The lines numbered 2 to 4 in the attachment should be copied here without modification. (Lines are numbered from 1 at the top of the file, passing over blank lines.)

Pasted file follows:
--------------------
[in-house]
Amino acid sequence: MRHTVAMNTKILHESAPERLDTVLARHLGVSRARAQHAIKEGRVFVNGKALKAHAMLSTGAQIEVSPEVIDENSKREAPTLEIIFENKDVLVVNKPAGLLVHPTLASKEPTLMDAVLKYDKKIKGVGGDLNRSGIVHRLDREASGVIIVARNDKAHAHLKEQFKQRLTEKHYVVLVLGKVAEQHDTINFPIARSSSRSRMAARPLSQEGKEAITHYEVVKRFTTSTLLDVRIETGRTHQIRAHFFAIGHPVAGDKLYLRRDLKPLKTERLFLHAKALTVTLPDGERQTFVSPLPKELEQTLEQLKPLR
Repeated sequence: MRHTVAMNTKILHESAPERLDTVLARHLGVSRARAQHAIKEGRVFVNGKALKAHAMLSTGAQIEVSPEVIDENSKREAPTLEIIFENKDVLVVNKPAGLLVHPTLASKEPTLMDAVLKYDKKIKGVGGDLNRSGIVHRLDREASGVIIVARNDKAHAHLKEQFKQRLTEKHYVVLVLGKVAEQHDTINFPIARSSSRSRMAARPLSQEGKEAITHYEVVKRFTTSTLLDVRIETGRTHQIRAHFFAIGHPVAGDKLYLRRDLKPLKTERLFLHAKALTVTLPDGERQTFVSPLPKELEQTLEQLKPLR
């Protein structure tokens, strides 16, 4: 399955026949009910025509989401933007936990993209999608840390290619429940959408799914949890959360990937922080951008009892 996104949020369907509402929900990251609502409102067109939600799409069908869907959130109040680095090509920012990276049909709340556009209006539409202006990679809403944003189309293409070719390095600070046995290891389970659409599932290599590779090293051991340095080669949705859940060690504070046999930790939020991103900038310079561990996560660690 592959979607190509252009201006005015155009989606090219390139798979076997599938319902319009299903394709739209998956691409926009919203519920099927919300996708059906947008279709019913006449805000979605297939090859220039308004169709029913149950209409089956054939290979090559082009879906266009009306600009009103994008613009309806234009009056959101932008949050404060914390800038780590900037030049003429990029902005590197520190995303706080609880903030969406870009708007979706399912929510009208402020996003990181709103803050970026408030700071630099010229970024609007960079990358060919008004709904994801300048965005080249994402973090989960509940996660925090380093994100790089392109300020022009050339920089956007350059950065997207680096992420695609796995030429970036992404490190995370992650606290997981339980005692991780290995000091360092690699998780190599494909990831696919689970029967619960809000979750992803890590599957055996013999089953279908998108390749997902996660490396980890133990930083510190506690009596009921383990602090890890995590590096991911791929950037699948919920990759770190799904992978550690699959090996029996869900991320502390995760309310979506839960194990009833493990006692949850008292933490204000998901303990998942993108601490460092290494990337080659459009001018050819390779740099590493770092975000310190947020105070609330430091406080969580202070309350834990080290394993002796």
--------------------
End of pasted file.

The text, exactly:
Amino acid sequence: MRHTVAMNTKILHESAPERLDTVLARHLGVSRARAQHAIKEGRVFVNGKALKAHAMLSTGAQIEVSPEVIDENSKREAPTLEIIFENKDVLVVNKPAGLLVHPTLASKEPTLMDAVLKYDKKIKGVGGDLNRSGIVHRLDREASGVIIVARNDKAHAHLKEQFKQRLTEKHYVVLVLGKVAEQHDTINFPIARSSSRSRMAARPLSQEGKEAITHYEVVKRFTTSTLLDVRIETGRTHQIRAHFFAIGHPVAGDKLYLRRDLKPLKTERLFLHAKALTVTLPDGERQTFVSPLPKELEQTLEQLKPLR
Repeated sequence: MRHTVAMNTKILHESAPERLDTVLARHLGVSRARAQHAIKEGRVFVNGKALKAHAMLSTGAQIEVSPEVIDENSKREAPTLEIIFENKDVLVVNKPAGLLVHPTLASKEPTLMDAVLKYDKKIKGVGGDLNRSGIVHRLDREASGVIIVARNDKAHAHLKEQFKQRLTEKHYVVLVLGKVAEQHDTINFPIARSSSRSRMAARPLSQEGKEAITHYEVVKRFTTSTLLDVRIETGRTHQIRAHFFAIGHPVAGDKLYLRRDLKPLKTERLFLHAKALTVTLPDGERQTFVSPLPKELEQTLEQLKPLR
């Protein structure tokens, strides 16, 4: 399955026949009910025509989401933007936990993209999608840390290619429940959408799914949890959360990937922080951008009892 996104949020369907509402929900990251609502409102067109939600799409069908869907959130109040680095090509920012990276049909709340556009209006539409202006990679809403944003189309293409070719390095600070046995290891389970659409599932290599590779090293051991340095080669949705859940060690504070046999930790939020991103900038310079561990996560660690 592959979607190509252009201006005015155009989606090219390139798979076997599938319902319009299903394709739209998956691409926009919203519920099927919300996708059906947008279709019913006449805000979605297939090859220039308004169709029913149950209409089956054939290979090559082009879906266009009306600009009103994008613009309806234009009056959101932008949050404060914390800038780590900037030049003429990029902005590197520190995303706080609880903030969406870009708007979706399912929510009208402020996003990181709103803050970026408030700071630099010229970024609007960079990358060919008004709904994801300048965005080249994402973090989960509940996660925090380093994100790089392109300020022009050339920089956007350059950065997207680096992420695609796995030429970036992404490190995370992650606290997981339980005692991780290995000091360092690699998780190599494909990831696919689970029967619960809000979750992803890590599957055996013999089953279908998108390749997902996660490396980890133990930083510190506690009596009921383990602090890890995590590096991911791929950037699948919920990759770190799904992978550690699959090996029996869900991320502390995760309310979506839960194990009833493990006692949850008292933490204000998901303990998942993108601490460092290494990337080659459009001018050819390779740099590493770092975000310190947020105070609330430091406080969580202070309350834990080290394993002796």